Format: Paperback
SACRED CHAIN is a fun book to read for anyone interested in history, and especially the influence that religion and economics has had in it. The book is very well written and surprisingly lucid and easy to follow, not a single part of it was uninteresting. What the SACRED CHAIN represents is the pure, unmitigated view of Establishment history. There are few in the sea as hypocritical as this fish. Cantor's analysis and summary of 3,000 years of Jewish history is interpreted in only two ways: Marx's dialectic materialism and whether or not a social movement, religion, government, etc. was beneficial to the Jews economically.
Cantor explains everything in Marxist terms--that all events and ideas in history are shaped by an individual's or group's economic status. And anything is good as long as it helped the Jews in general. Communist leader Trotsky/Bronstein is lauded as being an avenger of the Jews upon the peasants of the pro-Czarist Christians of the Ukraine. But earlier on, it is acknowledged that these peasants actually had legitamate grievances against Jews in the region that provoked a pogrom in earlier centuries. Another example is where Cantor praises Jewish anthropologist Franz Boas as being the foremost propagator of the idealogy that all races and cultures of mankind are equal, but on the next page Cantor goes on about the Jews' "superior genes," and his belief that "Jews have to be better than everyone else." Cantor is in constant awareness of "anti-Semitism," and references to the Holocaust can be found on every page. He even accuses the authors of the New Testament Gospels of being hatemongers who would have had no problem if their writings inspired the Holocaust.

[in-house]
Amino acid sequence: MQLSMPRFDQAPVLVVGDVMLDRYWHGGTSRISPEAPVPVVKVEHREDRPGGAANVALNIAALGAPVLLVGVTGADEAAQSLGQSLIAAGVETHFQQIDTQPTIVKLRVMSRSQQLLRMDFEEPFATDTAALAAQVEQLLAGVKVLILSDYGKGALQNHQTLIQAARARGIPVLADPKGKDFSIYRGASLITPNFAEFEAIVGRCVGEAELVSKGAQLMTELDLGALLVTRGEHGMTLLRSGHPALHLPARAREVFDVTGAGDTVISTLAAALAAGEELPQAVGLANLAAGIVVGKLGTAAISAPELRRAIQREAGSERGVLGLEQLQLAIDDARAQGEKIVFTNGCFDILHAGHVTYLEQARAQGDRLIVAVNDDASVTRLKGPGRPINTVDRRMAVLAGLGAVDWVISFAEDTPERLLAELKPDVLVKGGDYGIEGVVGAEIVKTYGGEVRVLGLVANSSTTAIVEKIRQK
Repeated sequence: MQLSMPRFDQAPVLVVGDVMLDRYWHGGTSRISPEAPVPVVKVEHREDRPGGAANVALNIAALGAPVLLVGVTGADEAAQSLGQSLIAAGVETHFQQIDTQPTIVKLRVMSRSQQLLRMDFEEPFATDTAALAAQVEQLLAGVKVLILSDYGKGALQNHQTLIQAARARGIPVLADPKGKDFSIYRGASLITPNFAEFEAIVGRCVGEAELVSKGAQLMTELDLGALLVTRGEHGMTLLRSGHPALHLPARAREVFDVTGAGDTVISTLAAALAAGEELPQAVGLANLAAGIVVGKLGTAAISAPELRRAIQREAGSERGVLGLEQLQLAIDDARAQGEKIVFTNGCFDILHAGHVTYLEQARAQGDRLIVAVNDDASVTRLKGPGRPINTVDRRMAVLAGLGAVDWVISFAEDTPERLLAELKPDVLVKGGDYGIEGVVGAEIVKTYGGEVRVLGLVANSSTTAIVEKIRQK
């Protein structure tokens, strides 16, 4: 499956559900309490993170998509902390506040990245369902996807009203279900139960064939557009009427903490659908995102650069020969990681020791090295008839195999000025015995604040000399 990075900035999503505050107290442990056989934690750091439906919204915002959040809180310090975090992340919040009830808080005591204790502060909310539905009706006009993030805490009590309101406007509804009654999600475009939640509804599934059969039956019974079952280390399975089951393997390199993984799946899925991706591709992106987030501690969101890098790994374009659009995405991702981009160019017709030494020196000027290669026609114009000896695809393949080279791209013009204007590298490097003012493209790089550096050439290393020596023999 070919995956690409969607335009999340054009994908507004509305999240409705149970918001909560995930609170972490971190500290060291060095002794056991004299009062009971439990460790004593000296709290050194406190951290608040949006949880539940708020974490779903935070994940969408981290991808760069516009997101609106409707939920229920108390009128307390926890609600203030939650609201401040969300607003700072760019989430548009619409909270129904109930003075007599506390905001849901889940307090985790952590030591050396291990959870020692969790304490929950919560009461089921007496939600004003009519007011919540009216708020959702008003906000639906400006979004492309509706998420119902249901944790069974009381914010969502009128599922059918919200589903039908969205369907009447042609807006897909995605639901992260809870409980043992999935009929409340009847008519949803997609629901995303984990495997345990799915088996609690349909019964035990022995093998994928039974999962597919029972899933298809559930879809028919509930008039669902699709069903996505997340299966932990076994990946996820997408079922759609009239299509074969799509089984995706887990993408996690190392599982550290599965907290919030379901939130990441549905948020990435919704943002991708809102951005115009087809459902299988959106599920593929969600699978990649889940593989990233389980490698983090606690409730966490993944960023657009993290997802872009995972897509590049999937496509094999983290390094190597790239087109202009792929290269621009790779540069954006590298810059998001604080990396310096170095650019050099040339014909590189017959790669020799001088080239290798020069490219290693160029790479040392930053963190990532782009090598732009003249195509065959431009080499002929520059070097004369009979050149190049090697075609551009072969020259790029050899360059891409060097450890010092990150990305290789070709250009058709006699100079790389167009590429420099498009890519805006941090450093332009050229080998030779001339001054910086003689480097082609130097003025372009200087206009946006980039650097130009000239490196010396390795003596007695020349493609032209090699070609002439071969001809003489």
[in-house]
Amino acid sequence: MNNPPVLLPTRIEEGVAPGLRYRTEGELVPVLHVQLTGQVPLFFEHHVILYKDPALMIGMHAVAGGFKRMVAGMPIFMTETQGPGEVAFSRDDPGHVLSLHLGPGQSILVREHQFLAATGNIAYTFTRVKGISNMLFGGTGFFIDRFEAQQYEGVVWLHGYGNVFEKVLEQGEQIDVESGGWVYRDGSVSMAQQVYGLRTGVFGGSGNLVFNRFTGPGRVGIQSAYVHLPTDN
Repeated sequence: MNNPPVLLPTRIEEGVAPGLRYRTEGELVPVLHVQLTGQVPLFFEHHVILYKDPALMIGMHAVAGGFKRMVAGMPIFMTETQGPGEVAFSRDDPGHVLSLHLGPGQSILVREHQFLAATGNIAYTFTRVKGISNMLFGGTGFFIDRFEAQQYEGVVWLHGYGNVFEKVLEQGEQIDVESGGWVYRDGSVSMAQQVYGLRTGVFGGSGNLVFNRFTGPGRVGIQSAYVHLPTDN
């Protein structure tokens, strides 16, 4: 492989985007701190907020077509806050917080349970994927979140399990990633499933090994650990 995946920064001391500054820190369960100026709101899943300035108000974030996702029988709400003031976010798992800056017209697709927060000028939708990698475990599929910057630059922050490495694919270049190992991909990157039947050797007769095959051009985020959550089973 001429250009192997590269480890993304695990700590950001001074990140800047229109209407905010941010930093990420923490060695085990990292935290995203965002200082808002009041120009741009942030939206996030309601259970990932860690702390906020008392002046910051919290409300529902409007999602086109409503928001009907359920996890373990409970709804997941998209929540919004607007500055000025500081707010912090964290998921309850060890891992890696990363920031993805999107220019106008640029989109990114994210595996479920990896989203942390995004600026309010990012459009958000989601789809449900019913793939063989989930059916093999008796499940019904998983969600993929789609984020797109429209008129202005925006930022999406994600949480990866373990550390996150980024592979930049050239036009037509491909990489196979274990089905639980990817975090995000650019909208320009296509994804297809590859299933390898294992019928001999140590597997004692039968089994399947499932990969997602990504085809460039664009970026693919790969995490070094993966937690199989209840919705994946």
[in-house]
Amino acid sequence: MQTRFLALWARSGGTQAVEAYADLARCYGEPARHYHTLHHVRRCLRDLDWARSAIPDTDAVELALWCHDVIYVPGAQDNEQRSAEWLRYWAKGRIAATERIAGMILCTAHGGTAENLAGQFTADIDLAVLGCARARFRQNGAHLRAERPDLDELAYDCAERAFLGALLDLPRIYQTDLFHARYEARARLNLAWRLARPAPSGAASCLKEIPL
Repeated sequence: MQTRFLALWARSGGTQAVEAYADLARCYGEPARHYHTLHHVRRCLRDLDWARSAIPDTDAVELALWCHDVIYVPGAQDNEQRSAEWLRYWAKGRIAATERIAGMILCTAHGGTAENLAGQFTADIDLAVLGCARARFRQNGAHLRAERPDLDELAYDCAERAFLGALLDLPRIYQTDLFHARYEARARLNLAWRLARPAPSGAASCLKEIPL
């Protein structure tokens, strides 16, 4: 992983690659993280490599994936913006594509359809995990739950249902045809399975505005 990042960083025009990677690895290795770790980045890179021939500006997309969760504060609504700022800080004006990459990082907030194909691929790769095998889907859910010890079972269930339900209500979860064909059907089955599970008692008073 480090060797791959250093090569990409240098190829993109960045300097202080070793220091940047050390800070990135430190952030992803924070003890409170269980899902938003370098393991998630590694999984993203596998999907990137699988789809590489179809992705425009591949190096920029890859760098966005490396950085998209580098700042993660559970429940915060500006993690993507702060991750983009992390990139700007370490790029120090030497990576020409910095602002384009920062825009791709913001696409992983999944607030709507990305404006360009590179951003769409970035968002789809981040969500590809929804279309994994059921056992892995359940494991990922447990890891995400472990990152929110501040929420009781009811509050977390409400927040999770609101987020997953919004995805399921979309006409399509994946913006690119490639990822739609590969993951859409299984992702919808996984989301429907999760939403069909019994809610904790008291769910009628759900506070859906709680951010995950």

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2 of 2 people found the following review helpful By Thinkerthinker on December 28, 2009
Format: Paperback Verified Purchase
I've read a lot of history, including history of the Jewish people, and this book is one of the best. Nuanced, honest, courageous.Cantor begins his book with his intention, saying that the field of Jewish history must, and is, maturing beyond a "victimization/celebratory" one. Cantor, as a true historian, looks at Jewish history with its highlights--and its lowlights--as is true of the history of any people. A truly refreshing, fascinating study of where the Jewish people come from and to where they may be going, asking deep and relevant questions in the final chapter. Cantor's writing is excellent as well, thoroughly enjoyable.